And if you're using a well-established cryptocurrency trading platform, you may not worry much about the lack of FDIC insurance. In fact, using one of these accounts could be a good way to diversify your savings beyond traditional savings accounts.
But if you're new to cryptocurrency and aren't quite sure how you want to approach it, all of those drawbacks and the amount there is to learn may be too great to ignore.
Before you apply for a cryptocurrency-backed savings account, it's crucial to understand what you're getting yourself into. While many cryptocurrencies have seen their values grow exponentially in 2021, it's still possible to lose most or all of your cryptocurrency savings.
In general, though, it's best to avoid using one of these accounts for short-term savings needs. For example, it's best to use a high-yield savings account for your emergency fund or a home down payment fund since it'll be more accessible and its value more predictable—even if its returns will pale in comparison.
If you're considering one of these accounts, here are some of the top options available and their returns:
|Cryptocurrency Savings Account Rates|
|Crypto.com||Up to 14%|
|YouHodler||Up to 12%|
|Nexo||Up to 12%|
|BlockFi||Up to 8.6%|
|Gemini||Up to 7.4%|
Note: Advertised APYs as of May 2021
Keep in mind that the best interest rates are typically reserved for stablecoins, which don't provide much potential upside in currency value over time beyond the return from the savings account platform. But you can still get solid APYs on traditional cryptocurrencies that can grow in value on their own.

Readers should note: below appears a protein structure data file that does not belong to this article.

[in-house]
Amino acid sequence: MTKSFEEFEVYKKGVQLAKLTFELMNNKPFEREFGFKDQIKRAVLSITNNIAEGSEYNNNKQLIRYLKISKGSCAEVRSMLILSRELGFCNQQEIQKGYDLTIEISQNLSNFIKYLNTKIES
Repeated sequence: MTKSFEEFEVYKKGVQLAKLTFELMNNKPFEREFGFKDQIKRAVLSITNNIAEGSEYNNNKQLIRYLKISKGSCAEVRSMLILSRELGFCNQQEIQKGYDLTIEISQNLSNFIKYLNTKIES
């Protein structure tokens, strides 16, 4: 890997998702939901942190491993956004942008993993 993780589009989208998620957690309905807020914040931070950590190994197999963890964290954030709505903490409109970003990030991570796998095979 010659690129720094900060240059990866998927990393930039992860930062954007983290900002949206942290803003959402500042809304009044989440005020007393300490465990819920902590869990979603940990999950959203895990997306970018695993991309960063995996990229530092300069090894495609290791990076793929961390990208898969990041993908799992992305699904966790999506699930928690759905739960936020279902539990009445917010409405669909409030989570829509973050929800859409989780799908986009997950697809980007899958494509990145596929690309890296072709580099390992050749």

Is Cryptocurrency Right for You?
If you're thinking about getting a cryptocurrency-backed savings account, you may already have experience with the asset. But if you're inexperienced and simply intrigued by the returns these accounts can offer, it's important to consider whether cryptocurrency is right for you at all.
As previously mentioned, these assets can be extremely volatile, and it can be tough to stomach the price fluctuations. It's also more complicated to buy, sell and store cryptocurrency than cash. You'll need to open a cryptocurrency wallet, which uses complex passwords to keep your assets safe.
It's absolutely crucial that you keep your wallet password in a safe place where it can't be lost. If you forget it, you're out of luck—like the German man who has 7,002 Bitcoin (worth nearly $400 million as of this writing) stored on an external hard drive but can't access it.
Then you'll need to sign up for a cryptocurrency platform, where you can buy and sell various cryptocurrencies. It's also possible to earn cryptocurrency by "mining" it, which involves using computer equipment to solve complicated math equations.
Cryptocurrency holders are also susceptible to scams, which promise huge gains or free money if you send them some cryptocurrency. Never pay someone in cryptocurrency unless you're willing to trust them, and stick to the main cryptocurrency exchanges for buying and selling. You'll also need to be aware of how to handle capital gains from cryptocurrencies on your tax return.
If you're still on the fence, consider using a small portion of your savings to buy some cryptocurrency to test the waters, preferably an amount that you can afford to lose if things go south. Also, plan to spend some time researching and learning about cryptocurrencies so you can be more confident about your decision.